The Novel Encounter

Categories: Entrepreneurship

Experiencing humaneness through words 

As a primary four child who took his books from home to sell to classmates, Adam Tie knew he was pretty good at recommending stuff. Selling each book at a dollar, he knew nothing about profit margins then. Now he sure does, after bringing The Novel Encounter to fruition. 

He used to be a journalist, but one day he decided to start his own business. 

Two things mattered – low capital and passion, and he was happy with both. Like the then Primary four child, Adam continued his recommending, selling mystery books – giving readers a novel encounter with stories. 

If you have heard of The Novel Encounter, what comes to mind would then be poems created by three given words, coming to life on a typewriter. 

This typewriter idea sparked when Adam chanced upon typewriters at a vintage fair. As he was typing on one, a customer came by and paid him to type a poem for her. Then the inspiration came – he adopted the idea and monetised it. 

Beneath the dreamy vibes from the poems’ vintage aesthetic, lies the ultimate drive for the business – passion vs profession. Since his publisher was interested in the poems and he had both the interest and skill to write them, he kept them coming and regular orders streamed in. 

Also, he may be no Hemmingway (though many of us secretly hope to be, I guess), but writing on a typewriter makes him feel like a writer of a different era altogether. It comes with more breathing space between each word and idea.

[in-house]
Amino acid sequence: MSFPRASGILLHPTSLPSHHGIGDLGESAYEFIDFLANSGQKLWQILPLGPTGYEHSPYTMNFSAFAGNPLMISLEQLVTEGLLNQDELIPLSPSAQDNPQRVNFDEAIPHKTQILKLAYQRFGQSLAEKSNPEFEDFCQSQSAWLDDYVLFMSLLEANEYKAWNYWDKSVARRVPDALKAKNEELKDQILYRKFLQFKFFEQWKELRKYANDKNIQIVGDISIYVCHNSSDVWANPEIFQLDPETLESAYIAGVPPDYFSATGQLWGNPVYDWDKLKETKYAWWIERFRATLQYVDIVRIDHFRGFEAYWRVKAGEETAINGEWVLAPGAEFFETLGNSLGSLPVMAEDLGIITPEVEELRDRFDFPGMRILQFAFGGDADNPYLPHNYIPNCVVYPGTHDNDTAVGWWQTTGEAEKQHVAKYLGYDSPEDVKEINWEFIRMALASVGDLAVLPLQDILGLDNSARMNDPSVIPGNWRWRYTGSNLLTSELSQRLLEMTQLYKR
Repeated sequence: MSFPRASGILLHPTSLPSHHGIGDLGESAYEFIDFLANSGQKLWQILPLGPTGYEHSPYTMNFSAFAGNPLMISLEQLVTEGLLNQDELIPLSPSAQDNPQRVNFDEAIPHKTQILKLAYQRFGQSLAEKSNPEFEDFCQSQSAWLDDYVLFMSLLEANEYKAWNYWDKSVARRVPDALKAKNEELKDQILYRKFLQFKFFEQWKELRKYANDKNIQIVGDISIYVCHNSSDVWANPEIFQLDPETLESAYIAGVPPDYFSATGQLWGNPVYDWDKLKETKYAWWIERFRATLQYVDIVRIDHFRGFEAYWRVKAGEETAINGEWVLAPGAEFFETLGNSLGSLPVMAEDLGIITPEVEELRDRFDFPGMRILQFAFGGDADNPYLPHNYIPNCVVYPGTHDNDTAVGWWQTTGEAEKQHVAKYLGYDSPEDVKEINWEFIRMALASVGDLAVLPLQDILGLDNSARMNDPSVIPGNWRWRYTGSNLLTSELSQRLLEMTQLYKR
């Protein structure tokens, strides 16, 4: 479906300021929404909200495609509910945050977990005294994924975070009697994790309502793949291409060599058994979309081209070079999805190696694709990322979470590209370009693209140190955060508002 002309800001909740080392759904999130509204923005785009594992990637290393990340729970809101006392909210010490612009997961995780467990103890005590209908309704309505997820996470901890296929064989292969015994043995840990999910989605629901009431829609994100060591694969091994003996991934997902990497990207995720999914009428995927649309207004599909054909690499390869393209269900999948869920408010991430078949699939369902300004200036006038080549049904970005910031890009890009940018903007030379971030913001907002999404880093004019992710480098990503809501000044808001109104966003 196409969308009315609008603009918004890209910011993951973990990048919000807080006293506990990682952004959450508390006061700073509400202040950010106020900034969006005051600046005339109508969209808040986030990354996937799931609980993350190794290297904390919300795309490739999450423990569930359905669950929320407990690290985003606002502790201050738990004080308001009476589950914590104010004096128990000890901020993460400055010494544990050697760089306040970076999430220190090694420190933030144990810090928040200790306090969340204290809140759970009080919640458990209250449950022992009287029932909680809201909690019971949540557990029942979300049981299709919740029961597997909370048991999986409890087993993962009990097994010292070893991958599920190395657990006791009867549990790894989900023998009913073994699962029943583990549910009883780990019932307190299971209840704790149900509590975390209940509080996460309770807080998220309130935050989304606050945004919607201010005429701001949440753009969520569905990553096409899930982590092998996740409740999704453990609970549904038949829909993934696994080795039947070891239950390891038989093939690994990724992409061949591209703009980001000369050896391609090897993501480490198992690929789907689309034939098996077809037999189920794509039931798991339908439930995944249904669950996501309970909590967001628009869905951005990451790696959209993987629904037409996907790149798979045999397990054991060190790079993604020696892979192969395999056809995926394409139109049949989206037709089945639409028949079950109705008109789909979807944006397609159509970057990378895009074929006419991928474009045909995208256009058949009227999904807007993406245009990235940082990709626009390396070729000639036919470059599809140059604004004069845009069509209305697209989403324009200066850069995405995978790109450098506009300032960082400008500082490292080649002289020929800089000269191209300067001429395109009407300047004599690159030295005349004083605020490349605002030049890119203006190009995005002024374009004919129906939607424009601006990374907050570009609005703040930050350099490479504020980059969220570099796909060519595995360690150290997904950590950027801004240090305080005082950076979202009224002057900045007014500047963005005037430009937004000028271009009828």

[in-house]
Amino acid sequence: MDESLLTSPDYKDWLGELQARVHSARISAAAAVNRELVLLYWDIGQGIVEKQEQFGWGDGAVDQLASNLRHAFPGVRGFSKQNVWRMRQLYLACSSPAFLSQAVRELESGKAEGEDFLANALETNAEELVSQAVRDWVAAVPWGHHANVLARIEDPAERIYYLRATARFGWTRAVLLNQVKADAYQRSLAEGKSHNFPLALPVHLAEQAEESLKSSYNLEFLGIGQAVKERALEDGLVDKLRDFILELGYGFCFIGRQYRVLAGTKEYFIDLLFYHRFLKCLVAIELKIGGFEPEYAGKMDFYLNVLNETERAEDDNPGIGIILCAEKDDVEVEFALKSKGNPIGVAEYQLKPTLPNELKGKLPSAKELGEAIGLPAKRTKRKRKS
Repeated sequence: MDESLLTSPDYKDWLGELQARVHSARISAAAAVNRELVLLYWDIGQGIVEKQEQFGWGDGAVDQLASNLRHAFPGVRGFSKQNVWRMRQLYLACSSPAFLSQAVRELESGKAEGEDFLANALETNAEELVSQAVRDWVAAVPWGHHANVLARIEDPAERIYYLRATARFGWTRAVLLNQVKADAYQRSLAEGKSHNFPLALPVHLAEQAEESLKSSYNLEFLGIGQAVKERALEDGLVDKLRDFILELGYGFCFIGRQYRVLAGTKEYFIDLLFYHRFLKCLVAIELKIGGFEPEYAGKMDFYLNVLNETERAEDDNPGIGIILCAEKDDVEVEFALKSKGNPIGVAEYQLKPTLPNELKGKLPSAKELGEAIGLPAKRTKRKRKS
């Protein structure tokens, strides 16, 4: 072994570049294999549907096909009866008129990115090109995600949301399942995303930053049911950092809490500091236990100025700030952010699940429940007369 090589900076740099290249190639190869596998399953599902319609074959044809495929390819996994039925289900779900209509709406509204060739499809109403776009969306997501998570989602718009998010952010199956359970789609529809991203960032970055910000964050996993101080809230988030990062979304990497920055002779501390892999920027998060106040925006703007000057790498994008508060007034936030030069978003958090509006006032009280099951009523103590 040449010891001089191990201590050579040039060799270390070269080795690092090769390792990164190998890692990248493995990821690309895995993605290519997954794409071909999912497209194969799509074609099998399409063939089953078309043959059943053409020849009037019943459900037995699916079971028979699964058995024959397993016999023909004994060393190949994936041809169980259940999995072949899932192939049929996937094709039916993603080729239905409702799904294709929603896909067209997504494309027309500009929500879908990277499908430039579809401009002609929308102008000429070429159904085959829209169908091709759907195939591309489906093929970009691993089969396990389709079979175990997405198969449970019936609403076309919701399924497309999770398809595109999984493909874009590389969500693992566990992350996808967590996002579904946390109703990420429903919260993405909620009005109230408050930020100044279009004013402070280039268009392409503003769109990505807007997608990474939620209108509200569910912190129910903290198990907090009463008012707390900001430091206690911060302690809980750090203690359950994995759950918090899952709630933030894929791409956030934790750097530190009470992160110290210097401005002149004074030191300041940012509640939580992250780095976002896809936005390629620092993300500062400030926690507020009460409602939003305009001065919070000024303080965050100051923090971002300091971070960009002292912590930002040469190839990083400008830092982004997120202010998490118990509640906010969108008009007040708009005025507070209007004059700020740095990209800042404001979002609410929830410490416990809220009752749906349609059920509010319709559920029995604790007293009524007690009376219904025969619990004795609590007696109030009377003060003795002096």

Other than the gritty details of a business, writing and words are special to him as it was his way of connecting. Could you believe that this outgoing storyteller today couldn’t even look at people in the eye in the past? 

He now connects people, and the human interaction he has with customers at fairs is extremely precious to him. It still amazes and humbles him – the trust complete strangers have to come up to him and reveal their secrets and stories.

Once, a girl came up to him while her mother wasn’t looking; and gave him three words to write, as a  break up note to her girlfriend. 

Another encounter he had was with a mother whose daughter stopped speaking, and she hoped that words could be her avenue of expression. 

Having started off writing for himself, he now finds a shift in his purpose – as he writes for people now. 

Even as writing is his a skill that earns his bread and butter, the passion and humaneness in it is always felt and expressed in Adam’s work. 


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